Artificial Intelligence (AI) is being used for a myriad of applications and healthcare is one such prominent field where it’s applied. While there are numerous companies that employ AI to solve varying problems, the rapidly growing UK-based startup BenevolentAI is one step ahead of the lot.
The company was founded in 2013 with the aim of digging deep into data to find insights and solutions, and to apply them to “to transform the way medicines are discovered, developed, tested and brought to market.”
BenevolentAI has now made a long-term collaboration with AstraZeneca, a US based global pharmaceutical company. The two organisations will employ machine learning and AI for discovery and development of potential new drugs, for chronic kidney disease (CKD) and idiopathic pulmonary fibrosis (IPF). Here’s how this new partnership aims to accelerate drug discovery and development.
Amalgamating AI with human experience
With this partnership, scientists from BenevolentAI and AstraZeneca will work together. They will use BenevolentAI target identification platform and biomedical knowledge graph and combine it with AstraZeneca’s genomics, chemistry and clinical data. This will enable the machine learning system to analyse data and find insights to understand connections between facts, which were not unknown before.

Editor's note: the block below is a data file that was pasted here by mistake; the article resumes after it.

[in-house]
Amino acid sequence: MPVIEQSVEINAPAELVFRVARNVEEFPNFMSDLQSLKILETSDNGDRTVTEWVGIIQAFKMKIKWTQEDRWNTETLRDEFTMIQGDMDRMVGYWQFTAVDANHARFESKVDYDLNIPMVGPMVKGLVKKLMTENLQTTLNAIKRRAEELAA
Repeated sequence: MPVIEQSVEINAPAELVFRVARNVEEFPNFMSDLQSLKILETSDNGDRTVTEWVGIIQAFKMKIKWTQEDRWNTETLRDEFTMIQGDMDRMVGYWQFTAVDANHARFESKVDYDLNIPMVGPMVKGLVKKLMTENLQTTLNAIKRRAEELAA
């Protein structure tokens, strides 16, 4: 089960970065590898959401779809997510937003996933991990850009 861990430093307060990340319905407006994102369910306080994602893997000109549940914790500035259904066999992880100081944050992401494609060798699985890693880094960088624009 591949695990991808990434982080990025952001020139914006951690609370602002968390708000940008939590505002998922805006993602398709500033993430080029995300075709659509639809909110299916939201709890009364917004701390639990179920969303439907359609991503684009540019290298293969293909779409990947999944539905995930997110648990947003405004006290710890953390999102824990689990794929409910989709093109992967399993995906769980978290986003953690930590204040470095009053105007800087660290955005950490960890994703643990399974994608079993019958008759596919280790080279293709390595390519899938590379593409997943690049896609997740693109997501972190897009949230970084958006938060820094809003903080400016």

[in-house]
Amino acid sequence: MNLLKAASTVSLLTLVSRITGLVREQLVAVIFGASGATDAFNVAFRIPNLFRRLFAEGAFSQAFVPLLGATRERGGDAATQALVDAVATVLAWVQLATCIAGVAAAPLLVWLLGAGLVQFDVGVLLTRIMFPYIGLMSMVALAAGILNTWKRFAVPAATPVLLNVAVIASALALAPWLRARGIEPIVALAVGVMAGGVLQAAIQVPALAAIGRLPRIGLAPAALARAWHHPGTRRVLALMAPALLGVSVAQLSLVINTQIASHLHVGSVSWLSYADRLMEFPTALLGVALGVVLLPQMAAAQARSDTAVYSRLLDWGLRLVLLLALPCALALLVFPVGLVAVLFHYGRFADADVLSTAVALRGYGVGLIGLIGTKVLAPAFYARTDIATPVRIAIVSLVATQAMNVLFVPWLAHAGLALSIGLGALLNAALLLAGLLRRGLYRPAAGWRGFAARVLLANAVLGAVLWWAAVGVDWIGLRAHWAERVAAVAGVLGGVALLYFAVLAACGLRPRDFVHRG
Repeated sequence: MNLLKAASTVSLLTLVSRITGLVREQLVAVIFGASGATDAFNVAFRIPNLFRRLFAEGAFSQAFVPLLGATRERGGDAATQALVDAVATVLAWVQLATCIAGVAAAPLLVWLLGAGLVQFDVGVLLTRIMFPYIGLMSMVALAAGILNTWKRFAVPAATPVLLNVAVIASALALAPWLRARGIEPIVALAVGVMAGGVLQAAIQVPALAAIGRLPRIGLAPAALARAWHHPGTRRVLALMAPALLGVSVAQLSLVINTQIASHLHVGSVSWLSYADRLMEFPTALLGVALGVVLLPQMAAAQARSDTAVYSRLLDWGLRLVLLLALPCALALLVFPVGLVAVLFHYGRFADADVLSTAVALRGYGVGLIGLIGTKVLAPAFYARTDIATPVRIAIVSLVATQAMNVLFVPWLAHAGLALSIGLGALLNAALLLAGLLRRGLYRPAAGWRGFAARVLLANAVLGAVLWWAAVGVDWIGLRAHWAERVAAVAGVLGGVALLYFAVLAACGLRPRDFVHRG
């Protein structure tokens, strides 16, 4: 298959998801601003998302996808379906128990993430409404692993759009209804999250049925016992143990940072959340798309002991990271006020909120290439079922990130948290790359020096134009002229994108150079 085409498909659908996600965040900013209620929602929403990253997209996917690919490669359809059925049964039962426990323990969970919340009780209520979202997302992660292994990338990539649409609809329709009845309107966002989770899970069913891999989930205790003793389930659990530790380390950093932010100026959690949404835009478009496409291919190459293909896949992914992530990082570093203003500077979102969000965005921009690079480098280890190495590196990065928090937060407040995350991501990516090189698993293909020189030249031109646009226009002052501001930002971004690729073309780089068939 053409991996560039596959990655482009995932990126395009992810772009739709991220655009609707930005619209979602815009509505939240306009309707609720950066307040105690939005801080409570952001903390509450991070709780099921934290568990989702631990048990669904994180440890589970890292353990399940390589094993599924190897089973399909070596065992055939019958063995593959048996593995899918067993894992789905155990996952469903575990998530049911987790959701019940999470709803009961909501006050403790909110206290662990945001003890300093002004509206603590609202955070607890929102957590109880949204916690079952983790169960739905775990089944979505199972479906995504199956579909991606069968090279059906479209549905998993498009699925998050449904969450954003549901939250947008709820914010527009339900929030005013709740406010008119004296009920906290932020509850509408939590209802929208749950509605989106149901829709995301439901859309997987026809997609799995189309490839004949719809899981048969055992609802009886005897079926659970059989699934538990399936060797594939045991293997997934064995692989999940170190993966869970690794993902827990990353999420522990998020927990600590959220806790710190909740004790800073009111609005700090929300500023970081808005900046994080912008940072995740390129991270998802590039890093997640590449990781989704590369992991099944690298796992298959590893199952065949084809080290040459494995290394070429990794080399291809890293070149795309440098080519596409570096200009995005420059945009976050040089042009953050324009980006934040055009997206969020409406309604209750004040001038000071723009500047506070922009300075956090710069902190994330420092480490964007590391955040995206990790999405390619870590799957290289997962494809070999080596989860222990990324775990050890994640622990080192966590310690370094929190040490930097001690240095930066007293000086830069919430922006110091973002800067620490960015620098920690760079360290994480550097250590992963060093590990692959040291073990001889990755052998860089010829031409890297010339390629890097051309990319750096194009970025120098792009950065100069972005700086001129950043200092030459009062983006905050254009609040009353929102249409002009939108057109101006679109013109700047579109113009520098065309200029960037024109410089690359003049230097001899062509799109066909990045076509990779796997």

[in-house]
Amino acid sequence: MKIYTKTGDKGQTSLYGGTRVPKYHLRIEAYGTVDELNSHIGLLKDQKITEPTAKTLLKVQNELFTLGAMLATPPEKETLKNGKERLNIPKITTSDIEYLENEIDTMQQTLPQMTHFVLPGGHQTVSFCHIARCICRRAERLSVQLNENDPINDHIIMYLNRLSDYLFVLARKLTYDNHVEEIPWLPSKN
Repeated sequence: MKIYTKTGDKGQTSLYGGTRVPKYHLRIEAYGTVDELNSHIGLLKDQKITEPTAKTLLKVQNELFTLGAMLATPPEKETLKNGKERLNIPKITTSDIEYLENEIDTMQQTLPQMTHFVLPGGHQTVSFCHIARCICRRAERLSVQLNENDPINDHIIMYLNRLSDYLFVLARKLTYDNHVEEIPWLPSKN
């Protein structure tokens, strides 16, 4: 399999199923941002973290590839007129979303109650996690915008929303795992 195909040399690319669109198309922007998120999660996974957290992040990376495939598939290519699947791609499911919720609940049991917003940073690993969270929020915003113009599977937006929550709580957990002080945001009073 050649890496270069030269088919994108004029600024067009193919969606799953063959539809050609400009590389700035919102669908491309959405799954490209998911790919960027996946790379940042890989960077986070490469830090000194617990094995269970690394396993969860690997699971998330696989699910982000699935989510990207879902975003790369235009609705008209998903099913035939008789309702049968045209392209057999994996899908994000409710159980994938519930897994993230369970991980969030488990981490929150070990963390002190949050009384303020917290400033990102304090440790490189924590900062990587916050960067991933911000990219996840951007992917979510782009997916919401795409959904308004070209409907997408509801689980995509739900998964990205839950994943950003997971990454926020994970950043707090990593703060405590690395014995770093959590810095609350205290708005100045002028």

Additionally, AI-based reasoning is employed to extrapolate previously undiscovered connections. The companies will then together analyse and interpret the results to “understand the underlying mechanisms of these complex diseases and more quickly identify new potential drug targets.”
Joanna Shields, CEO of BenevolentAI, says,“Millions of people today suffer from diseases that have no effective treatment. The future of drug discovery and development lies in bridging the gap between AI, data, and biology. We are thrilled to be joining forces with AstraZeneca to develop new insights and identify promising new treatments for chronic kidney disease and idiopathic pulmonary fibrosis.”
CKD and IPF are complicated diseases in which the underlying disease biology is said to be poorly understood. Therefore, this disease complexity is said to require the interrogation of vast, rich datasets. This partnership thus will help discover more about the diseases and hopefully, improve the chances of developing treatments for them.
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